A sufficient division of virtue — intellectual and moral
These, then, are the virtues of man: the virtues perfecting his intellect and those perfecting his appetite, the intellectual and moral virtues. This is a sufficient and complete classification of the human virtues, or of the good habits, in man, because there are no other principles from which human actions can flow. In other words, these arc the two great dynamos to which the power-lines must be connected; there are no others. We shall treat of the moral virtues in greater detail in succeeding chapters; here it is enough to name them — justice, temperance, fortitude. Let us look more closely at the intellectual virtues with which our age professes to be so greatly in love.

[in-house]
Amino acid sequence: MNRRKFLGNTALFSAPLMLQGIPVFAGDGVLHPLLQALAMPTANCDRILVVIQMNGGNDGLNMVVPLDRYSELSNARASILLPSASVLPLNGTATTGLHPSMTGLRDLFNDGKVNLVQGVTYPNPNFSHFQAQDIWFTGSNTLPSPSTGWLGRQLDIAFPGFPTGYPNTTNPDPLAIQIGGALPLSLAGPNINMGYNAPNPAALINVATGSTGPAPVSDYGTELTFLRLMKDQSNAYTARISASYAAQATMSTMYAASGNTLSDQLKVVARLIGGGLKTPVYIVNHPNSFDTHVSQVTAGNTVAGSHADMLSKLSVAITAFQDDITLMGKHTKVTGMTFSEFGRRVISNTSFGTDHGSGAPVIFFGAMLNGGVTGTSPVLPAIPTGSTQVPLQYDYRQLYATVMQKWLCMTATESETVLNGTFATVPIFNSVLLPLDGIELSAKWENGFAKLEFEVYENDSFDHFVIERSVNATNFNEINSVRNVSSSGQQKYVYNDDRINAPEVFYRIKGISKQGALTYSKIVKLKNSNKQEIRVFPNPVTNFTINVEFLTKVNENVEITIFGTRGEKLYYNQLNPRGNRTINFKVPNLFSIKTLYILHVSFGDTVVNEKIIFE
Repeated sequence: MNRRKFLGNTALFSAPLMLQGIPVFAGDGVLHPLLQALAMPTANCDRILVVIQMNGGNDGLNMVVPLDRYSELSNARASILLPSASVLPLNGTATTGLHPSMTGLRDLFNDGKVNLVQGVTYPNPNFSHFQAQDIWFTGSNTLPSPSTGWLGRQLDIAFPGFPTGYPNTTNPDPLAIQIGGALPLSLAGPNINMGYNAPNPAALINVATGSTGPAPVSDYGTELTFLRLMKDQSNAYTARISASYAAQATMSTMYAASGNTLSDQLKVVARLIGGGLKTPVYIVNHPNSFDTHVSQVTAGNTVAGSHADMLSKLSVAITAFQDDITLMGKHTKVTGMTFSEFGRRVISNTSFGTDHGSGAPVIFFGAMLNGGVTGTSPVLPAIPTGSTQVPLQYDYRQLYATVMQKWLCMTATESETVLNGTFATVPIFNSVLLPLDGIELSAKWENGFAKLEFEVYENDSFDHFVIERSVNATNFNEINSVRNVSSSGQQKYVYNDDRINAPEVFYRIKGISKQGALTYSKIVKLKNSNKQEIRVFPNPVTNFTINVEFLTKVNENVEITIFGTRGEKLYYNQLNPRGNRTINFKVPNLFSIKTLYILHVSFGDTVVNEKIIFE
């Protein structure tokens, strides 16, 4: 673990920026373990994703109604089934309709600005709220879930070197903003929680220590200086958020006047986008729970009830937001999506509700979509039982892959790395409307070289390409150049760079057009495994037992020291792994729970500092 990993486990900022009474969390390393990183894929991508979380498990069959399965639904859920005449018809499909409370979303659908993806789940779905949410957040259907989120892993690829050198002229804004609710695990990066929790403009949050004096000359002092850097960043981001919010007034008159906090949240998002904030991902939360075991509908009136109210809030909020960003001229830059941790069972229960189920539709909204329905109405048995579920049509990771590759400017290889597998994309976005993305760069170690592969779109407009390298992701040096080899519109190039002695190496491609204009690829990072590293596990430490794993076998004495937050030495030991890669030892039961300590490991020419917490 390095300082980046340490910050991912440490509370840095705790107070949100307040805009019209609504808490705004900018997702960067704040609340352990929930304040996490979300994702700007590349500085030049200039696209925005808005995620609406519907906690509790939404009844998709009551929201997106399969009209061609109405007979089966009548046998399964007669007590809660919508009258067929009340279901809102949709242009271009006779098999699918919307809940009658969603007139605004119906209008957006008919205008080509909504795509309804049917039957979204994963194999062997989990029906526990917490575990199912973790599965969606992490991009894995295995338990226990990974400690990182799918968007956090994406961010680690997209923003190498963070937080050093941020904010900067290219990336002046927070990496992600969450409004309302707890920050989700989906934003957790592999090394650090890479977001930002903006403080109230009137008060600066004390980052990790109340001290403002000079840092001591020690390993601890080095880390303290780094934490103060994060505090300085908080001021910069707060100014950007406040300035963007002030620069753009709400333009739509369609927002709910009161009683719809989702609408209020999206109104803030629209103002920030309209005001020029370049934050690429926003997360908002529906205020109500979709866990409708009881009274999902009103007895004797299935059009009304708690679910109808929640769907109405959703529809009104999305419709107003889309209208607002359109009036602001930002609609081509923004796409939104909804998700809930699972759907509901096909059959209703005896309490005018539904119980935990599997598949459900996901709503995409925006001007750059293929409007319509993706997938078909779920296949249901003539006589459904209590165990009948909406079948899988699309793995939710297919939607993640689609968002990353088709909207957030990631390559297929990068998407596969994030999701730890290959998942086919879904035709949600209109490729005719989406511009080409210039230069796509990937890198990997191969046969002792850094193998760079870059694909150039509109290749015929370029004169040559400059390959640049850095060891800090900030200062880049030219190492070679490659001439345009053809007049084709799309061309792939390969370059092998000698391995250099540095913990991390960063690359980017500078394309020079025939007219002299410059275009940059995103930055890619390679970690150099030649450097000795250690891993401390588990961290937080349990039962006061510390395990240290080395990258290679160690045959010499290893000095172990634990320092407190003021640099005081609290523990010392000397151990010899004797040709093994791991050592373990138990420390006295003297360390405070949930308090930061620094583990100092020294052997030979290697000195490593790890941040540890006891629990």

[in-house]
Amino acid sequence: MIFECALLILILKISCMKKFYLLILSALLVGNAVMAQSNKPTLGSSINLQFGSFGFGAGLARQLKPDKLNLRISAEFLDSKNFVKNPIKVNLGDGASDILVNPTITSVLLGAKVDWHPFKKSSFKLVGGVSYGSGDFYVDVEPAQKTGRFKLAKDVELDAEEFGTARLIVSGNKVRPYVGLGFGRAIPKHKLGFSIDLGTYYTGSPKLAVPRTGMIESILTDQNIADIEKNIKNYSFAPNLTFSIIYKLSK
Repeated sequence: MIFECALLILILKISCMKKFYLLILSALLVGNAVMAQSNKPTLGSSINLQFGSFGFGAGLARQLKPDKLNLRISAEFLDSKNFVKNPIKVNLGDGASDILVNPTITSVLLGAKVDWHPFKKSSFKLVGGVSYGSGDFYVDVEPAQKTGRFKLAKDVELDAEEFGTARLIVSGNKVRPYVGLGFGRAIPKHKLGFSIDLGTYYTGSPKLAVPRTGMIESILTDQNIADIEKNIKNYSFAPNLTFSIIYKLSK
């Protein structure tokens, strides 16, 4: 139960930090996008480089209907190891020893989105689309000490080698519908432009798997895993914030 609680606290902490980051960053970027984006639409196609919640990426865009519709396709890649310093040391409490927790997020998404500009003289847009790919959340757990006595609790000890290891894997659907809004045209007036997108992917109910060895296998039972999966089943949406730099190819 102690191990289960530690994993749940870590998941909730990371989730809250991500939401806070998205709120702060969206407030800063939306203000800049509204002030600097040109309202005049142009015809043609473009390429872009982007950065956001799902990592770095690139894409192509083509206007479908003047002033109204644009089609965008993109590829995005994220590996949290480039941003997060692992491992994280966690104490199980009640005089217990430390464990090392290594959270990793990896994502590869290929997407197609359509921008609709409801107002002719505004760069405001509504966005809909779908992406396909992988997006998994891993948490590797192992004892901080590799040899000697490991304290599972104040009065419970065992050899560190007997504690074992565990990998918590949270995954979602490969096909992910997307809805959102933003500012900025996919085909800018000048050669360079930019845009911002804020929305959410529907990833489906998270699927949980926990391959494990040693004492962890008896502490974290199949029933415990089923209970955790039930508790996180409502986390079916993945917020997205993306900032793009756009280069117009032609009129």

I remember once seeing a seminarian, at home for a visit, greeted by a family of hard-working brothers. Everyone shook hands with him heartily and everyone immediately noted the contrast between his soft, callous-free hands and the rough hard hands of his brothers. The immediate verdict was: “Pretty easy; if you were home you would not have hands like that.” I know the seminarian devoutly wished that the brain developed callouses that might be adduced as proof of work.
As a matter of fact that contrast has been going on from the beginnings of the human race. The man of action has been sneering at the man of thought as a dreamer, much as the French revolutionists hooted at the idleness and uselessness of contemplative religious Orders. And the philosopher, the brain-worker, has been looking with envy for generations at the day-labourer whose work was done when he laid down his pick and shovel. Whether thinking or acting is the harder job is unimportant here; but the contrast of these two is of immense importance, for it shows quite clearly the channels along which thc activities of the intellect can flow and consequently shows the habits that may be developed in the intellect.